Building a product used widely and much loved by a majority of people perhaps is a significant milestone for a product manager. What has made a product successful is the unique value users can benefit from. The value proposition always represents the core competency that can’t be replaced or substituted by other products. However, when it comes to product type (either to customers or to business), the focus on the features and user experience design varies, hence the value proposition. As mobile technology surges, the mobile app market has been flooded with many 2C products. These products are mainly developed as mobile apps and running on mobile platforms. Given the screen size of mobile devices and the time we spend on mobile phones everyday, 2C products are intended to put a strong emphasis on user experience design and user journey in order to boost the user engagement with the app and navigate users to complete a specific task, for example, to complete the registration process, to make a purchase successfully with different payment methods. Compared with 2C products, 2B products, in particular the SaaS products, target specific problems in business process and provide the solutions for organisations to increase efficiencies, improve access to information and identify additional capabilities. Therefore, the focus on the design of the 2B products shifts from user experience design to feature-related.
Working as an E-learning product manager, my system falls into 2B product categories, though I can’t say it’s completely a SaaS product. Rather, I would call it a solution, to tackle the problem encountered in online learning and data analytics. The product had three major upgrades in the last two years and countless iterations have been made for optimisation and enhancement. So far, it’s been sold to many organisations in the public sector. Apart from the professional programming, domain expertise, high level of security and the good system architecture contributing to the success of the system, there are another three key factors attributed to customers’ buy-in of my product.
Three key success factors of my E-learning Product
1. Dive into design thinking and place user experience design at forefront
Users experience design is left behind, or at least the least considered when developing a B2B product. Feature, security, maintenance and efficiency are always put into the spotlight to gain a lot of traction during the development process. As long as the look and feel follow the organisation’s brand guideline, and the users are able to complete the designated tasks, user interaction can be de-prioritised. I don’t have the expert judgement on the rationale of this. However, considering the learning platform will be judged by individual users in ten seconds, in terms of usability, accessibility or even security, involving user experience design is extremely important to draw attention, navigate users, and even delight them.
Animations and motion graphics are two essentials in engaging users. With subtle actions, users are inclined to stick around longer on the platform and tent to explore more services and offerings. Both animations and motion graphic should serve a purpose with a consistent style across the platform. They should trigger users’ clicks without being too fast, or too slow or too sophisticated. Below are some principles we have been following when designing our e-learning platform.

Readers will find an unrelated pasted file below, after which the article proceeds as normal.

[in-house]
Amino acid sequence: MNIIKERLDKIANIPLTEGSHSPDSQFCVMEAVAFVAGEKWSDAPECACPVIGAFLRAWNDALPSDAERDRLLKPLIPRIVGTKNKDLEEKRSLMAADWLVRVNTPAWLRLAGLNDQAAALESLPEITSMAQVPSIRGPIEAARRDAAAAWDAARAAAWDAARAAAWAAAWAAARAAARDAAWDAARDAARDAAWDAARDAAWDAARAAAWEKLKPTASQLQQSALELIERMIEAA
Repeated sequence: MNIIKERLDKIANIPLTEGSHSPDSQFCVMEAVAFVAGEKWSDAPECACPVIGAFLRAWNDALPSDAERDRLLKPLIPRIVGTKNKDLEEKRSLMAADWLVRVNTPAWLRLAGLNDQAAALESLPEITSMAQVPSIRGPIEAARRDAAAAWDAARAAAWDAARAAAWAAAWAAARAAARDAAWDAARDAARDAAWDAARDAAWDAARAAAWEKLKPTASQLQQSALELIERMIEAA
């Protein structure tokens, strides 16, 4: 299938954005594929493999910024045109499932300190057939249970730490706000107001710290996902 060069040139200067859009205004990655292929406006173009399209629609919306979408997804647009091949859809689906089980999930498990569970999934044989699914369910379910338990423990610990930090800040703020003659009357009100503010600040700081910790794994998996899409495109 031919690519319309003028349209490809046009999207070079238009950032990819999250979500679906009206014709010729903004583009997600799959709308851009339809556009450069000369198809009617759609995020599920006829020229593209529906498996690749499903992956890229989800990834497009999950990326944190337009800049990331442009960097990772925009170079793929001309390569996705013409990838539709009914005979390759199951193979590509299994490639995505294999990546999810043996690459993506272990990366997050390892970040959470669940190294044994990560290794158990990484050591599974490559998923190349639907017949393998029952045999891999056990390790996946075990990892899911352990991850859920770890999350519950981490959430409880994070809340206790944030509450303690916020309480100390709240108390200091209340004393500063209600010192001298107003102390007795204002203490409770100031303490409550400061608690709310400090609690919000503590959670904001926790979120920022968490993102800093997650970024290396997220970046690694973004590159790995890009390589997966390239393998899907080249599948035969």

- Use animation to reflect the state of change due to an interaction commissioned, including display, clickable, hovered.
- Use animation and motion graphics to emphasize and reveal the content.
- For the same UI kit and the same artefacts in a certain block, keep the animation consistent.
- Don’t use too much motion techniques as this will distract your users from completing a specific task. (There are 12 popular motion techniques to enhance the site, according to UXinMotion ).
Product managers without UI/UX background may find it hard to describe the animation to the development team. I have three freebies to get you started.
- https://animate.style/ a handy tool covering all basic transition effect with the corresponding CSS. You can also learn terminologies so you speak the same language with developers.
- http://bouncejs.com/ another free tool to find the animation with the corresponding CSS.
- https://www.minimamente.com/project/magic/ easy to use and share.
2. Improve the accessibility to the platform
The characteristics of the end user group determine the level of accessibility of the system to a large degree. We did not pay much attention to the accessibility when we designed the product. After conducting user research and user acceptance test, the importance of accessibility stood out. The accessibility tool provides equal access for the disabled struggling to read, write or listen. With the introduction of accessibility principles and guidelines, users with disability are kept active on the platform whereas more diversified content types are created to meet users’ learning needs.
3. Make the user journey as precise as possible
I have never thought making the user journey right at the beginning of designing the system is such an important task as when eliciting and analysing requirements, it is quite difficult to think of all user scenario and use cases. However, if we did not get it right in the first place, this will influence the completeness of the system architecture and poses many uncertainties to infrastructure, framework and coding structure when enhancing the system, namely integrating other third-party systems to the platform. The comprehensive user journeys covering most user scenario and use cases could be a real value to the design of system architecture and possible enhancement in the future.